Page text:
About Project Dolphin
Towards conserving India’s National Aquatic Animal — the Ganges river dolphins, its associated species, and restoring their habitats.
Project Dolphin is an effort to conserve the Ganges river dolphins and the riverine ecosystem. This was launched by the H’ble PM Shri Narendra Modi in the year 2020. The project is funded by the Ministry of Environment, Forests and Climate Change, India. It involves a systematic status monitoring of the target species and their potential threats, in order to develop and implement a conservation action plan. It aims to address the existing conservation concerns and to empower the stake holders to participate in conservation of dolphins. Dolphin acts as an umbrella species, and its conservation will contribute to the wellbeing of associated habitat and biodiversity, including humans.
Why conserve the dolphins?
The genus of the Ganges river dolphins, Platanista, are the oldest of the freshwater dolphins in the world, in terms of its evolutionary origin. Although marine fossils of this genus have been discovered, these dolphins, today, are a freshwater habitat species and are confined to the waters of the Indian subcontinent.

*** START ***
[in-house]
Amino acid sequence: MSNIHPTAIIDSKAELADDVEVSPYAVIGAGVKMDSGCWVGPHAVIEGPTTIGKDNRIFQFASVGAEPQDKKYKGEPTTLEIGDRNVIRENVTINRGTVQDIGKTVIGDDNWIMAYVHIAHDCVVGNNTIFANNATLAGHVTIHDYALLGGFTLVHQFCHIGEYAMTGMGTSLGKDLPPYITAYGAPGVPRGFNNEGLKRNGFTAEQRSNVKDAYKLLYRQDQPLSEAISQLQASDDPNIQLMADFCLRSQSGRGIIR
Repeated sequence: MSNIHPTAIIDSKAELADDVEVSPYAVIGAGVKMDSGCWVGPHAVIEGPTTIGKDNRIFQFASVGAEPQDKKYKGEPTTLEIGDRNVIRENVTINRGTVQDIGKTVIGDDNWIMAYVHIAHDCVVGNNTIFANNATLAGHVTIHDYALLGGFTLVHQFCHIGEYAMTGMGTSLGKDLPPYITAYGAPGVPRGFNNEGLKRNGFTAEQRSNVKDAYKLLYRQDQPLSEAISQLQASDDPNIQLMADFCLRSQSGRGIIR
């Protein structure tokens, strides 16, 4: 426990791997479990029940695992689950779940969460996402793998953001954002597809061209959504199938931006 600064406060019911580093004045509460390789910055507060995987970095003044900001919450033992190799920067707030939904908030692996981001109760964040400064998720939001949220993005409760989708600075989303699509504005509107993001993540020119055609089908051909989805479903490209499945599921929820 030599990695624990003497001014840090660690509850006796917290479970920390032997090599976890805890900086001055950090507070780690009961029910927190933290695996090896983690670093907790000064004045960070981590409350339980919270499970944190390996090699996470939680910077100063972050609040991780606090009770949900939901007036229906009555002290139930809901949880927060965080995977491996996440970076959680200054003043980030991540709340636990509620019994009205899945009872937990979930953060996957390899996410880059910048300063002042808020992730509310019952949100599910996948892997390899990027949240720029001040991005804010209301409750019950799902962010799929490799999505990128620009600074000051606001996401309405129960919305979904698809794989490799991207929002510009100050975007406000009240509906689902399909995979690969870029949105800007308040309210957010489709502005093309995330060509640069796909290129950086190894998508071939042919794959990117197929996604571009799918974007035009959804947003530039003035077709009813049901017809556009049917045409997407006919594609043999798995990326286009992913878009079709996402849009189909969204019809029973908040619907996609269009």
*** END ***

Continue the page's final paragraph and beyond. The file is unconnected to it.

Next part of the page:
How we aim to conserve?
This project works towards understanding the past status of the Ganges river dolphins, the associated species and their habitats through review of literature, the current status by collecting primary data on field, and using statistics and experience to plan for the conservation effort required ahead.
What we have done so far?
The Project Dolphin was launched in 2020, however, we, at the Wildlife Institute of India have been working on Development of Conservation Action Plan for the Ganges river dolphins through Our Species Conservation Programs, funded by the CAMPA, since 2016.
How do we do these?
For assessing the current status and collect primary data, we develop, test and standardize a scientific protocol. It includes getting trained at using required instruments that are instrumental in addressing the objectives and improving the methodology for accurate results.
“The world is ours”